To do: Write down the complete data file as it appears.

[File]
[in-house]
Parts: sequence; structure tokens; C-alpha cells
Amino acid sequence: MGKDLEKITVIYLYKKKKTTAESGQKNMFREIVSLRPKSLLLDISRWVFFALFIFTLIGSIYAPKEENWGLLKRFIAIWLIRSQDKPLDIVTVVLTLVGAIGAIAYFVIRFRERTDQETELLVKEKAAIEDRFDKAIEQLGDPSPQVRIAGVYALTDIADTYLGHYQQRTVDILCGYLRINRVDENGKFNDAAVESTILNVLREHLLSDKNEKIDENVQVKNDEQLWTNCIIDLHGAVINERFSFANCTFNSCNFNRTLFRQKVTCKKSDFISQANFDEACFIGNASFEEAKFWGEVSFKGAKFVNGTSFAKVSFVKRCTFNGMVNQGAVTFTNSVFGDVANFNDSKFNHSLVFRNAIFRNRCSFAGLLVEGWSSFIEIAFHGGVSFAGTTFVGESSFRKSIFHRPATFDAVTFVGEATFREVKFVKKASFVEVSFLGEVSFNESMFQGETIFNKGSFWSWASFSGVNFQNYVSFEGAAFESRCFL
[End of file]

[in-house]
Parts: sequence; structure tokens; C-alpha cells
Amino acid sequence: MGKDLEKITVIYLYKKKKTTAESGQKNMFREIVSLRPKSLLLDISRWVFFALFIFTLIGSIYAPKEENWGLLKRFIAIWLIRSQDKPLDIVTVVLTLVGAIGAIAYFVIRFRERTDQETELLVKEKAAIEDRFDKAIEQLGDPSPQVRIAGVYALTDIADTYLGHYQQRTVDILCGYLRINRVDENGKFNDAAVESTILNVLREHLLSDKNEKIDENVQVKNDEQLWTNCIIDLHGAVINERFSFANCTFNSCNFNRTLFRQKVTCKKSDFISQANFDEACFIGNASFEEAKFWGEVSFKGAKFVNGTSFAKVSFVKRCTFNGMVNQGAVTFTNSVFGDVANFNDSKFNHSLVFRNAIFRNRCSFAGLLVEGWSSFIEIAFHGGVSFAGTTFVGESSFRKSIFHRPATFDAVTFVGEATFREVKFVKKASFVEVSFLGEVSFNESMFQGETIFNKGSFWSWASFSGVNFQNYVSFEGAAFESRCFL